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Value Theory, Miscellaneous

Edited by Gwen Bradford (Rice University)
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  1. added 2016-05-01
    Andrew Reisner (forthcoming). Two Thesis About the Distinctness of Practical and Theoretical Normativity. In C. McHugh, J. Way & D. Whiting (eds.), Normativity: Practical and Theoretical. Oxford University Press
    In tradition linked to Aristotle and Kant, many contemporary philosophers treat practical and theoretical normativity as two genuinely distinct domains of normativity. In this paper I consider the question of what it is for normative domains to be distinct. I suggest that there are two different ways that the distinctness thesis might be understood and consider the different implications of the two different distinctness theses.
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  2. added 2016-04-30
    Thaddeus Metz (forthcoming). Happiness and Meaning in Life: The Sweet Spot Where They Meet. In Leo Bormans (ed.), The World Book of Happiness: Happiness 2.0. Lannoo Publishing
    A 750 word statement, composed for a lay audience, of respects in which happiness and meaningfulness can come apart, but highlighting the aim of engaging in projects in which they are co-present.
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  3. added 2016-04-25
    Brooke Alan Trisel (2016). Human Extinction, Narrative Ending, and Meaning of Life. Journal of Philosophy of Life 6 (1):1-22.
    Some people think that the inevitability of human extinction renders life meaningless. Joshua Seachris has argued that naturalism can be conceptualized as a meta-narrative and that it narrates across important questions of human life, including what is the meaning of life and how life will end. How a narrative ends is important, Seachris argues. In the absence of God, and with knowledge that human extinction is a certainty, is there any way that humanity could be meaningful and have a good (...)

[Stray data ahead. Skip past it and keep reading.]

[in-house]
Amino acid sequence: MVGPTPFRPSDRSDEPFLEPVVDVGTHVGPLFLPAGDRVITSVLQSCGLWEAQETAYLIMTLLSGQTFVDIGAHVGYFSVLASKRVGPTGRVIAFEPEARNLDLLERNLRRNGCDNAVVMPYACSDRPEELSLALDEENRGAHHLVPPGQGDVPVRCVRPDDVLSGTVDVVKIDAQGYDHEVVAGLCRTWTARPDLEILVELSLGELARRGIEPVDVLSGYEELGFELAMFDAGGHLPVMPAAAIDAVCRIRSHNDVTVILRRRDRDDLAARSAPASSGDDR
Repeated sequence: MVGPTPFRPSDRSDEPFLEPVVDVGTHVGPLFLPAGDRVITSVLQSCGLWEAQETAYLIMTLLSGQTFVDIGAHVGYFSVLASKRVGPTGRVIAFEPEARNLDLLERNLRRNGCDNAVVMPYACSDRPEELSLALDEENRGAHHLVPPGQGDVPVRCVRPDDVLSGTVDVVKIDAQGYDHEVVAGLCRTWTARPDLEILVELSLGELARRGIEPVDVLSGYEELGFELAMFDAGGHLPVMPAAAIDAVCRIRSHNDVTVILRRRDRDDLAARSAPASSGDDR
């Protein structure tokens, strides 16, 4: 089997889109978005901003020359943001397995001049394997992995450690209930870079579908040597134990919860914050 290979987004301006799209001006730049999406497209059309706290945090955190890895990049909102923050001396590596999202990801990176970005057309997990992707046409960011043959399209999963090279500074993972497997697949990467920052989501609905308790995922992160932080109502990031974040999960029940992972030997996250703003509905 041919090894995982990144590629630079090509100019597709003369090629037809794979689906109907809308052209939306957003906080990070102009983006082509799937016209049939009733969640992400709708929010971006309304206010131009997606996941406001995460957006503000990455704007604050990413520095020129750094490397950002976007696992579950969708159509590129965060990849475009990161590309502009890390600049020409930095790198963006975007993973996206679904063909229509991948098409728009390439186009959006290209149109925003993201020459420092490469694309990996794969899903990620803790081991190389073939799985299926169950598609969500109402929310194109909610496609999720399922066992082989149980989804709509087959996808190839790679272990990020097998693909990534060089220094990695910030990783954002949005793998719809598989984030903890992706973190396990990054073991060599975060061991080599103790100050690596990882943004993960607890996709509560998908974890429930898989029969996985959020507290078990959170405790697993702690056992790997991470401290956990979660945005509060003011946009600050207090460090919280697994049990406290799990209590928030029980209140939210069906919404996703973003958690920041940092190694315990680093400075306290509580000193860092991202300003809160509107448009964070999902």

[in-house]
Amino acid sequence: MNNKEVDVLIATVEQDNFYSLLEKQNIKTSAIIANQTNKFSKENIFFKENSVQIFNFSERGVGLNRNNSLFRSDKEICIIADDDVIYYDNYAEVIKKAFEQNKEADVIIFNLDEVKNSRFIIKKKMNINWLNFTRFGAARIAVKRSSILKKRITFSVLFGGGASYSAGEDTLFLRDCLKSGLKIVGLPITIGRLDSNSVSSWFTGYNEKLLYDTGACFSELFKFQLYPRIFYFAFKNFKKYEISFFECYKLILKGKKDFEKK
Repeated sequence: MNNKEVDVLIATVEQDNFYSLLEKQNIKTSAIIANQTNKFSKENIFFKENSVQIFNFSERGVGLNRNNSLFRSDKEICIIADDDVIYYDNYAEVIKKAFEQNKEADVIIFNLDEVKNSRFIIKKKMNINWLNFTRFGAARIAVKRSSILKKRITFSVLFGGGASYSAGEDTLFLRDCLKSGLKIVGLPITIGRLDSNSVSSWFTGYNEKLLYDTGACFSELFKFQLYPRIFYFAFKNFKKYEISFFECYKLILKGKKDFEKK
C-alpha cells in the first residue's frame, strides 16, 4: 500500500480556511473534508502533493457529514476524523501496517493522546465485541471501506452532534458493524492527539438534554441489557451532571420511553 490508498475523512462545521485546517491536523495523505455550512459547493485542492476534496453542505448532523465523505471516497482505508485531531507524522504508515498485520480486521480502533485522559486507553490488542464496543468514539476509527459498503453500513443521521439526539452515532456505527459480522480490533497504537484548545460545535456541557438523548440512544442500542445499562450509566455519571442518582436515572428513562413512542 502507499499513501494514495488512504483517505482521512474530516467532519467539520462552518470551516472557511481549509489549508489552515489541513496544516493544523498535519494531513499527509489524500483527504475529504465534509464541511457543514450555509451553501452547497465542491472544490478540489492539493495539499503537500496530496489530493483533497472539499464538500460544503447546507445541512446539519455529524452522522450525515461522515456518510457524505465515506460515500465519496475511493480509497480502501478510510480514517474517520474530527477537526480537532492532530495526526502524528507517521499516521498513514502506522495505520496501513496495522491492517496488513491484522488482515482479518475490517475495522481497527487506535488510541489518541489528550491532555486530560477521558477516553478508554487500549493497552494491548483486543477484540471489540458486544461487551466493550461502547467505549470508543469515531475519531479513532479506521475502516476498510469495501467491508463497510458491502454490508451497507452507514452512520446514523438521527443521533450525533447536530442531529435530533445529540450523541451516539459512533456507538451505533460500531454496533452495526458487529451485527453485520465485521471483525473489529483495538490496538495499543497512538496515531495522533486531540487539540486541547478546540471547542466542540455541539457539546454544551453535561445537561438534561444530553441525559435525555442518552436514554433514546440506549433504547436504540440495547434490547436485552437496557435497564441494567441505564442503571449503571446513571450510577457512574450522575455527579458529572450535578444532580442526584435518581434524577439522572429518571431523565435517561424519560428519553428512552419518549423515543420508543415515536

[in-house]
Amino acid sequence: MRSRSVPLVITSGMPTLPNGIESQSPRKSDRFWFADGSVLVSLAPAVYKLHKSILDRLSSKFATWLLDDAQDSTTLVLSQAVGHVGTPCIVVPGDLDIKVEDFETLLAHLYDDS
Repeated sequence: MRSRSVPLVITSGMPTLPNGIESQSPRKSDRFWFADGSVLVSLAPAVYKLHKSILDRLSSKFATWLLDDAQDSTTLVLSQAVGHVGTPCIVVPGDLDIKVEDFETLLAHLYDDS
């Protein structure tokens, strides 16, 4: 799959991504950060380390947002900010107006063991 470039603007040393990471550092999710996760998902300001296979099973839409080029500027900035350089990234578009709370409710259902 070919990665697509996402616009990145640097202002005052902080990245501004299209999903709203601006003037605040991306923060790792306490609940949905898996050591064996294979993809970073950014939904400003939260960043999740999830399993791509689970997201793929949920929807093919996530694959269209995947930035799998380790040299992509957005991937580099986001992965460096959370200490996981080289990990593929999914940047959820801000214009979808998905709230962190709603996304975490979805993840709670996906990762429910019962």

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  4. added 2016-04-22
    Guy Bennett-Hunter (2016). Review of "Philosophy in a Meaningless Life: A System of Nihilism, Consciousness, and Reality” by James Tartaglia. [REVIEW] Notre Dame Philosophical Reviews 201604.
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  5. added 2016-04-19
    John Broome (1985). Professor. Economica 52:281-94.
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  6. added 2016-04-14
    Julie Tannenbaum (2016). Richard Kraut, Against Absolute Goodness , Pp. Xii+ 224. Utilitas 28 (1):119-122.
    In Against Absolute Goodness Richard Kraut aims to show that absolute goodness (or badness) is not reason-giving; it plays no role is justifying or requiring certain attitudes and no role in reasoning about what to do. It passes the buck (it never adds to the weightiness of more specific reasons) and so for practical purposes can be ignored. However, he claims that the notions of ‘a good R’ (e.g. a good play) and ‘good for S’ do justify certain attitudes and (...)
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  7. added 2016-04-14
    Dustin Garlitz (2014). Social Values. In Sherwood Thompson (ed.), Encyclopedia of Diversity and Social Justice. Rowman & Littlefield Publishers
  8. added 2016-04-14
    Dustin Garlitz (2014). Social Realism. In Sherwood Thompson (ed.), Encyclopedia of Diversity and Social Justice. Rowman & Littlefield Publishers
  9. added 2016-04-14
    Dustin Garlitz (2014). Society. In Sherwood Thompson (ed.), Encyclopedia of Diversity and Social Justice. Rowman & Littlefield Publishers
  10. added 2016-04-14
    Dustin Garlitz (2014). Morality. In Sherwood Thompson (ed.), Encyclopedia of Diversity and Social Justice. Rowman & Littlefield Publishers
  11. added 2016-04-13
    Dustin Garlitz (2014). Surplus Labor and Crime. In J. Mitchell Miller (ed.), The Encyclopedia of Theoretical Criminology. Wiley-Blackwell